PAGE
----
Do you remember the food pyramid? It told us that grains and simple carbohydrates were the foundation of good nutrition. Warned us that fats were something to be avoided. Encouraged us to snack on rice cakes and popcorn. But is that information still true? We’d like to help serve up some understanding when it comes to nutrition. After all, food is truly the first medicine, and physicians need to start there. So, how about we rethink the food pyramid together?
Let’s start at the top with the myth that fats should only be a small part of your meal. In that first pyramid fats were the smallest section, the tip of the pyramid. The truth is that our bodies actually need healthy fats as they provide the necessary building blocks for our cell membranes and a variety of hormones that are critical to our health.
Certain healthy fats like, Omega-3 oils are especially important as we can not make them ourselves. So, we look to what is on our plate or in our supplements to help us get these essential fats. Sources of Omega- 3 fats include animal proteins like salmon and sardines as well as plant sources such as coconut oil, avocado, extra virgin olive oil, and nuts, to name a few.
Healthy fats provide a concentrated source of energy in our diets. When we eat fats as part of our meals, we feel fuller for longer, which helps curb cravings and overeating.
In addition, these types of fats act as carriers for important fat-soluble vitamins like Vitamin A, D, E and K and are needed for mineral absorption along with a host of other biological processes. That said, fats need to be used in moderation. Unsaturated fats can be used more liberally than saturated fats. Knowing the details of what fats to eat is important.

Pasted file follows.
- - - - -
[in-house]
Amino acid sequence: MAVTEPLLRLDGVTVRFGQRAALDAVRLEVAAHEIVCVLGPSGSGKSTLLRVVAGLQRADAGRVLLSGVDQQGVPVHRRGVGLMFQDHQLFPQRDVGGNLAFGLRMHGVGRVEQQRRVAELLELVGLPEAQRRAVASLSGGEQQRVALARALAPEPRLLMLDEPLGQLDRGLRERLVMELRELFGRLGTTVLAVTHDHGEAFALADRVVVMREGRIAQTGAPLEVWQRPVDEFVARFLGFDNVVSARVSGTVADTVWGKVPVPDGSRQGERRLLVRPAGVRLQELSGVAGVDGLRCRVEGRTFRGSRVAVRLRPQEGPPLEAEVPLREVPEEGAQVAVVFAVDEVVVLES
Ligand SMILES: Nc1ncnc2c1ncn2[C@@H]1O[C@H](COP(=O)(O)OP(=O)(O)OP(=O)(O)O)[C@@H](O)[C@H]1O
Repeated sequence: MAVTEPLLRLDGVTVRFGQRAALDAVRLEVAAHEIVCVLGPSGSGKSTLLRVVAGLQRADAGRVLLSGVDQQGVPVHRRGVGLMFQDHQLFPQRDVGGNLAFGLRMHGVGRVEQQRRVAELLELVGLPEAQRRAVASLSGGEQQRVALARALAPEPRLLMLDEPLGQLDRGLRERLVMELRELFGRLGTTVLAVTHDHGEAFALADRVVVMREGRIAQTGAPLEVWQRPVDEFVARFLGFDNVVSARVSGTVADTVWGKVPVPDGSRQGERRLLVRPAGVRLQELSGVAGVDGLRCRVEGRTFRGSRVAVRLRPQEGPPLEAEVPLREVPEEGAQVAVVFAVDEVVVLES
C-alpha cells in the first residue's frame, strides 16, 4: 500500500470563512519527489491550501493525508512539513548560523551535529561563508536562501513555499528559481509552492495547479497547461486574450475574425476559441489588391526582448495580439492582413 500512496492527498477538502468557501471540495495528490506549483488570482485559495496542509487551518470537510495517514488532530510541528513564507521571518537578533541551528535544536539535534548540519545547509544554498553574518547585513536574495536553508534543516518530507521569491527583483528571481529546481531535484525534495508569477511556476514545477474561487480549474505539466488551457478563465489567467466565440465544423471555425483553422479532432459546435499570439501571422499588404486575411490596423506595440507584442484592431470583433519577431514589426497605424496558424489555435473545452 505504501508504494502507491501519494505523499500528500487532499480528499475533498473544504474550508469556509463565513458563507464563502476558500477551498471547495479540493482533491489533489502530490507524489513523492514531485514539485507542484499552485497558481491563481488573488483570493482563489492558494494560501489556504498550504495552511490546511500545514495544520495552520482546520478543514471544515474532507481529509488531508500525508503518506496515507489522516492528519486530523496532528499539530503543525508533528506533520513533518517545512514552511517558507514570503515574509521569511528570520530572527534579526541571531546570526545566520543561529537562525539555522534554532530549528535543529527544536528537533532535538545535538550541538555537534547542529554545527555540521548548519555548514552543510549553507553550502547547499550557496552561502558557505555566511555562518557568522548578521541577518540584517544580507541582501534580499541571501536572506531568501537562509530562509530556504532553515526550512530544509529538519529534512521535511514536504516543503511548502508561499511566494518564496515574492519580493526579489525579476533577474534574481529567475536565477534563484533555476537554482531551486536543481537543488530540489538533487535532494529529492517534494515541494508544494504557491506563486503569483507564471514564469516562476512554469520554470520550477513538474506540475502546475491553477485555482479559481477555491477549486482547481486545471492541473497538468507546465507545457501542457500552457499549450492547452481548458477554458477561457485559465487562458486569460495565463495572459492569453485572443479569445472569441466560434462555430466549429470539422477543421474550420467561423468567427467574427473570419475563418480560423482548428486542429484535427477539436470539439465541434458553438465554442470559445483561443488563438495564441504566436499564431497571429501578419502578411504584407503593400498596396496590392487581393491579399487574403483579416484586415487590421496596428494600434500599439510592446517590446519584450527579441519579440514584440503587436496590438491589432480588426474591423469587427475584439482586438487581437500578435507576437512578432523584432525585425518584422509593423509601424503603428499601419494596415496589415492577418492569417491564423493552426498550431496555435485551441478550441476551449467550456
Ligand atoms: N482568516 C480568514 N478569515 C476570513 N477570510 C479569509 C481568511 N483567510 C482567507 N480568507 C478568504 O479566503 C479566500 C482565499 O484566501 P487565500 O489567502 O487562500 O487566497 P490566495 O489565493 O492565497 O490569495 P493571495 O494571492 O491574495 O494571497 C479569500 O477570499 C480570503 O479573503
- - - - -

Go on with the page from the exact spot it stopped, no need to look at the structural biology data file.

Now let’s look at the good and the bad about carbohydrates. Simple carbohydrates, such as bread, pasta, and rice, turn into sugar very quickly in our bodies and easily add to insulin resistance. That process also contributes to many chronic diseases such as diabetes, heart disease, and even some cancers.
Complex carbohydrates, such as fruits and vegetables, are excellent to eat as they provide many nutrients and take a longer time to become sugar in our system. You see, when it comes to carbohydrates, it helps to understand that not all carbs are created equally.
Simple carbohydrates can find their way onto our plate through foods that are highly processed and contain simple sugars and white flour, such as; candy, many baked goods, pasta, sauces, and dressings. These types of carbs may cause our blood sugar levels to skyrocket. Even snacking on popcorn and crackers may seem innocent as they can give a boost of energy, like a candy bar, but it is short-lived. Shortly later you will often develop cravings and overeating which can derail your healthy eating habits and slow down your wellness journey. So, what should you snack on?
Healthy fats combined with protein such as nuts or with complex carbs such as roasted kale chips are a far better snack that can give excellent fuel for sustained energy and decreased cravings. Have almond butter with apples or raspberries with a few walnuts to keep cravings away later and actually help your health.
For now, this more modern update to the food pyramid, produced by Harvard Health, is a good place to start changing how we understand what we should eat. Take a look.
Yes, that is wine! We’ll get to late later.
Here at the Annapolis Center for Restorative Medicine, we pride ourselves on being your partners on the wellness journey. It all starts with what you put in your body. If you’d like to learn more before our next article, call to set up a discovery visit with Dr. Eichelberger today.